I am writing a thesis, and the tone of my writing is technical. At a few places, I need a specific verb to describe how a particular process/method/technique relates to another process/method/technique. For example, a particular process only focuses on one aspect of a second process but not other aspects of that process. I find it hard to express this.

For example, I want to say:

"the dependence computation process concerns only the connectivity relationship among nodes"

but I feel that "concerns" sound like a human word; it is weird to say that a process/method/technique "concerns" something.

I could replace the word with "cares", "is interested in", but still it looks weird.


Let me clarify a bit: "concerns"/"cares"/"is interested in" are words that seem to anthropomorphize the process/method/technique. So I'm looking for a verb which describes the same meaning but can be used by inanimate objects.

Any suggestions are greatly appreciated.

  • Just as I might suggest changing "human word" to "a word that 'relates' [primarily] to humans" in your question, maybe you could replace 'concerns' with 'relates' in your example.. – Papa Poule Apr 2 '15 at 15:40
  • @JimReynolds I think there are some subtle differences. It's more appropriate to use "applies only to" to the domain in which the method is used. But here I want to focus on the method itself (e.g. the method has only one target to aim and not anything else). – Erencie Apr 2 '15 at 15:42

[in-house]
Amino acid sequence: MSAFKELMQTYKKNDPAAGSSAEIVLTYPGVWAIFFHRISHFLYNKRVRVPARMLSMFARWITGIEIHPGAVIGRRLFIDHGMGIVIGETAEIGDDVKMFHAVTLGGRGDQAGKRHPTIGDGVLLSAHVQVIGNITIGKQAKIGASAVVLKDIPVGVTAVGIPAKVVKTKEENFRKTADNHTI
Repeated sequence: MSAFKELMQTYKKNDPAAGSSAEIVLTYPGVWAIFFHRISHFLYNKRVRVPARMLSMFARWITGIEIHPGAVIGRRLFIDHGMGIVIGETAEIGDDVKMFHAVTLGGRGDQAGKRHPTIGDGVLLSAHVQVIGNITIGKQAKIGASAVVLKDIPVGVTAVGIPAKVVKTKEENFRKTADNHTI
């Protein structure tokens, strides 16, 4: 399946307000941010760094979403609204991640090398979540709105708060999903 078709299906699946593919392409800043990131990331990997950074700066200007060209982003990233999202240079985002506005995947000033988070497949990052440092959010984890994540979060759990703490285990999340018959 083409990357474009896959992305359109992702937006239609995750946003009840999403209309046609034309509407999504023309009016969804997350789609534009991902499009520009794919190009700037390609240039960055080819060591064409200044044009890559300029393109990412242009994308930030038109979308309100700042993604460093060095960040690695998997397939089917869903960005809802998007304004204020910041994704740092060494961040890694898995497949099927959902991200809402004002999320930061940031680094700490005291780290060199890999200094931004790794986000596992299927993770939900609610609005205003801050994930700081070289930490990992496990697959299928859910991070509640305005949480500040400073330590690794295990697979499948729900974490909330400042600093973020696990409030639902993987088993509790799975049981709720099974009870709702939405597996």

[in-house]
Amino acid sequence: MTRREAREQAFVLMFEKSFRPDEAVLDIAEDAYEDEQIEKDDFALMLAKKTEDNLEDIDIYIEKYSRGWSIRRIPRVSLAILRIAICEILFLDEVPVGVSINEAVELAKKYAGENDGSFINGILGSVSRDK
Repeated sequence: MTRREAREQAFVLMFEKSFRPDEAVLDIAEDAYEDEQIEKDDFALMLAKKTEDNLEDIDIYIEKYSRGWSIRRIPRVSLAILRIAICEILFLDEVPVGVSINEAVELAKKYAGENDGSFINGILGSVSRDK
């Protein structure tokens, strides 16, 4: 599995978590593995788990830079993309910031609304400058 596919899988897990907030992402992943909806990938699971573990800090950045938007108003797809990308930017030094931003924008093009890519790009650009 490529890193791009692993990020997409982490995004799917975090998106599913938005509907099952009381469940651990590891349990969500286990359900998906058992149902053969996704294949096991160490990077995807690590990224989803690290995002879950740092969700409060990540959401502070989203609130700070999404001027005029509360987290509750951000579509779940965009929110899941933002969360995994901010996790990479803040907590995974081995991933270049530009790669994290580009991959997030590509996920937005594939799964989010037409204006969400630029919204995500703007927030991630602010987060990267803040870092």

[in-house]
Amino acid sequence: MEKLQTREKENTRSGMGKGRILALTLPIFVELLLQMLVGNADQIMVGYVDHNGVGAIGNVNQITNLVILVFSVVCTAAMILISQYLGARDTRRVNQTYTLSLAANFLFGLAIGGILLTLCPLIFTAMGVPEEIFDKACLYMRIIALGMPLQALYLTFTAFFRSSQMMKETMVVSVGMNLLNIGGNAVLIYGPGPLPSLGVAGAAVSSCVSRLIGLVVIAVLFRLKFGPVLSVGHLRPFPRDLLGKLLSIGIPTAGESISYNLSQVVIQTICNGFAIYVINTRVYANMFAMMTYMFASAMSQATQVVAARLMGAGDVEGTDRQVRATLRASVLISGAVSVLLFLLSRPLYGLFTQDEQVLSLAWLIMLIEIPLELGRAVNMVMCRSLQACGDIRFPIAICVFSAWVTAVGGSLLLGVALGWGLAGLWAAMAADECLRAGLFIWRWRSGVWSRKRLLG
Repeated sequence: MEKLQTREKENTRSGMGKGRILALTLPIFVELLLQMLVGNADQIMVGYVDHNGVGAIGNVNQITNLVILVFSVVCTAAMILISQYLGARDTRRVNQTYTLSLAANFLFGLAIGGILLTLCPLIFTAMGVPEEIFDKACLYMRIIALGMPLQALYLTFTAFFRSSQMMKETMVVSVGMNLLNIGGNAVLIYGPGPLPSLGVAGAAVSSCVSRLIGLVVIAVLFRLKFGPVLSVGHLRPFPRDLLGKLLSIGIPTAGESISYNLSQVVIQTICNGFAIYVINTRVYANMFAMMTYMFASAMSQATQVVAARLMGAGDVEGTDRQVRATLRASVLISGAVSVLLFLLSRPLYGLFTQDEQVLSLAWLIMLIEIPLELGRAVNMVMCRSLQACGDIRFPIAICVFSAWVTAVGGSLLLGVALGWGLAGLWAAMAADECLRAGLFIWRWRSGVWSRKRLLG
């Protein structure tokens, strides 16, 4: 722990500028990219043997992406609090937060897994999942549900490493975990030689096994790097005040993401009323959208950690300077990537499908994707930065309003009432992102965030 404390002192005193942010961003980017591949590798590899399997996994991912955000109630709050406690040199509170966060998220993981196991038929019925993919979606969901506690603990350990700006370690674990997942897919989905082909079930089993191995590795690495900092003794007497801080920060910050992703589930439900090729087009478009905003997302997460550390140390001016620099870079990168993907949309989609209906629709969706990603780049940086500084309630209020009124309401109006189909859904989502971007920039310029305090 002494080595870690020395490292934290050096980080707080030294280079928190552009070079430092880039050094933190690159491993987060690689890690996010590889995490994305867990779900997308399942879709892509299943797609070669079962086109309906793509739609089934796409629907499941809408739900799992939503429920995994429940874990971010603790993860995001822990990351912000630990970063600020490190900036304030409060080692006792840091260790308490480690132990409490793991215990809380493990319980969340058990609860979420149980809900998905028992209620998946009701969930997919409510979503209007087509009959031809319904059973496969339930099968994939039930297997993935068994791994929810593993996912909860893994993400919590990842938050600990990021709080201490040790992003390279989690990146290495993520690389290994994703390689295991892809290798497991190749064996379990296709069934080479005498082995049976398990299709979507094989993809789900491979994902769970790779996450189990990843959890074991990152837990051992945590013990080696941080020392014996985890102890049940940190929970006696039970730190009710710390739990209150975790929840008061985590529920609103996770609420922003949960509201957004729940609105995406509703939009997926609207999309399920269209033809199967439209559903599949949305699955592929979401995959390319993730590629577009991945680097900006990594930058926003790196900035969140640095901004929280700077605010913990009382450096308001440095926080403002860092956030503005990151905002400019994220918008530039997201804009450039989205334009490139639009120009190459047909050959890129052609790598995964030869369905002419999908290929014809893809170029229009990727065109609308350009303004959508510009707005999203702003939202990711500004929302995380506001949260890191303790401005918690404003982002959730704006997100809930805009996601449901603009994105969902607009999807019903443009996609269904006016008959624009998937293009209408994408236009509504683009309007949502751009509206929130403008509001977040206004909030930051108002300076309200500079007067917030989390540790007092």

• 1
    Quantum physics concerns itself with the study of the constituent elements of nature which are divided into discrete units or packets of energy called “quanta.” You're completely mistaken if you suppose there's anything "incorrect" about such usages. But it's true that in more "formal" contexts many people wouldn't like to see similar usages involving to care, to be interested in. – FumbleFingers Apr 2 '15 at 16:01
  • As above, the better question might be if an anthropomorphization is weird to typical English readers, or only to you. In fact, you wrote "it looks weird". Do you mean that "it" has sight? Weird!!! – Jim Reynolds Apr 2 '15 at 16:17

Your could use instead:

"the dependence computation process is /related/connected/ only to the connectivity relationship among nodes"

"the dependence computation process /involves/implicates/ only the connectivity relationship among nodes"

"the dependence computation process touches only on the connectivity relationship among nodes" [weaker and fuzzier]

but "concerns" is correct as shown by these edited (one hopes!) and published examples at Google Books:

"computation concerns only" About 29 results

E.g., surely this is a native speaker:

The Economics of Enterprise - Page 69

Herbert Joseph Davenport - 1919 - ‎Snippet view - ‎More editions

The cost computation concerns only the future supply.

  • Do you mean that the sentence structure of "<inanimate object> concerns <another inanimate object>" is actually correct? – Erencie Apr 2 '15 at 15:56
  • @Erencie see my edited answer. – Marius Hancu Apr 2 '15 at 16:03

"the dependence computation process isolates the connectivity relationship among nodes":

1.1 Identify (something) and examine or deal with it separately:



"Targets only the" or "focuses on only the/focuses only on the" would perhaps not contain the humanistic value that you see in "concerns."


. . . [C]oncerns itself only with . . . .

Or perhaps

. . . applies only to . . . .

. . . relates only to . . . .


As a verb, concern means to be relevant to something.

Similar words: pertain, refer, relate, touch, touch on

Focus only on one aspect of things but not the other

"the dependence computation process is limited to the connectivity relationship among nodes".

"the dependence computation process is associated with the connectivity relationship among nodes".

Associated- make a logical or causal connection (vocabulary.com)

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